Just as I wonder whether it's going to die, the orchid blossoms and I can't explain why it moves my heart, why such pleasure comes from one small bud on a long spindly stem, one blood red gold flower opening at mid-summer, tiny, perfect in its hour. Even to a white- haired craggy poet, it's purely erotic, pistil and stamen, pollen, dew of the world, a spoonful of earth, and water. Erotic because there's death at the heart of birth, drama in those old sunrise prisms in wet cedar boughs, deepest mystery in washing evening dishes or teasing my wife, who grows, yes, more beautiful because one of us will die.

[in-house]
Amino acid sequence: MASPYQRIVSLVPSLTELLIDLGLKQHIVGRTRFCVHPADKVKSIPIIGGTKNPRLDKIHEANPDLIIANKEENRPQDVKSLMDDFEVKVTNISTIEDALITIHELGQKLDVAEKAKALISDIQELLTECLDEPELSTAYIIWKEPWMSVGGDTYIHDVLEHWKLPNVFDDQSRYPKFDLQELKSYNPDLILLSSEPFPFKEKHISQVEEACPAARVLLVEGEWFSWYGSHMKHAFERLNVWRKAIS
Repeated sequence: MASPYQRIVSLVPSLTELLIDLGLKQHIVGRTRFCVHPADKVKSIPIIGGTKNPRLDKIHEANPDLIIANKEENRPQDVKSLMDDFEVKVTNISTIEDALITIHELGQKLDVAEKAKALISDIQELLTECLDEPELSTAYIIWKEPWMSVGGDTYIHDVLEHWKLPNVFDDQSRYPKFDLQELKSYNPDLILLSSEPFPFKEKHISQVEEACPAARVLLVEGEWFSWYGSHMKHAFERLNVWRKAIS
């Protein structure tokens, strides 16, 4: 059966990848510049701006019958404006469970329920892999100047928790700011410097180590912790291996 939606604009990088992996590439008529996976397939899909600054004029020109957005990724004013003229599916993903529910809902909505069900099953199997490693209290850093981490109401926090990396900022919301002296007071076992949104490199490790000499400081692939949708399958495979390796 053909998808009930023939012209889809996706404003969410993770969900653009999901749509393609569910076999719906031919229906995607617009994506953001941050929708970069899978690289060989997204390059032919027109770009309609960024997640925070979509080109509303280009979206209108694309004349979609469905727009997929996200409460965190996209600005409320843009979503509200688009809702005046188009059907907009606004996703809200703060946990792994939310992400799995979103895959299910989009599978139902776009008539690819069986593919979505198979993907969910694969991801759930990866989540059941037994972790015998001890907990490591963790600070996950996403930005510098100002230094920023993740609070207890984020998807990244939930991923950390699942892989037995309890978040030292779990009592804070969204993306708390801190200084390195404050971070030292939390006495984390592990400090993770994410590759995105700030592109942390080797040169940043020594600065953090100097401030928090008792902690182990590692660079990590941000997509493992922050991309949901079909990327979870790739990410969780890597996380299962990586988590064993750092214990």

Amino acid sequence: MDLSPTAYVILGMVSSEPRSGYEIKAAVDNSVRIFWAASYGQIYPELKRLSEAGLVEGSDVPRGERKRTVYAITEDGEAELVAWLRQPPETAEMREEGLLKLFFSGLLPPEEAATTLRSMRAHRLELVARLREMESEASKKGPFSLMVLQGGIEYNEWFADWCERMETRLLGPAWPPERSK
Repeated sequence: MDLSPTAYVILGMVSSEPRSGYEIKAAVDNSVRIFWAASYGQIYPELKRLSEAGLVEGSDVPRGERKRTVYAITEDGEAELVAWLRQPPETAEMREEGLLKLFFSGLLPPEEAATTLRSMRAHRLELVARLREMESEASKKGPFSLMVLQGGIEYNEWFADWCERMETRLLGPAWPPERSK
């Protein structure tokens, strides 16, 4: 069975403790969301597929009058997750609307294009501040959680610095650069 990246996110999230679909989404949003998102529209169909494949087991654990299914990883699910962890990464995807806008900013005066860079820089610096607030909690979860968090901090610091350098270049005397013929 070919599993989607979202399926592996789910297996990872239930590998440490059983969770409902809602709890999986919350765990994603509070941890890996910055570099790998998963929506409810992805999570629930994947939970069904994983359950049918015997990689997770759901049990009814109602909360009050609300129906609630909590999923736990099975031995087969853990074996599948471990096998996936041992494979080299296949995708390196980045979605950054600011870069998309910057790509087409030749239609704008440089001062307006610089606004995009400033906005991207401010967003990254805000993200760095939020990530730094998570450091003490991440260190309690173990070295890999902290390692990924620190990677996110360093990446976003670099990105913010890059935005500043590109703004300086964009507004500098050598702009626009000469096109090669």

Black Marsh Eclogue
Although it is midsummer, the great blue heron
holds darkest winter in his hunched shoulders,
those blue-turning-gray clouds
rising over him like a storm from the Pacific.
He stands in the black marsh
more monument than bird, a wizened prophet
returned from a vanished mythology.
He watches the hearts of things
and does not move or speak. But when
at last he flies, his great wings
cover the darkening sky, and slowly,
as though praying, he lifts, almost motionless,
as he pushes the world away.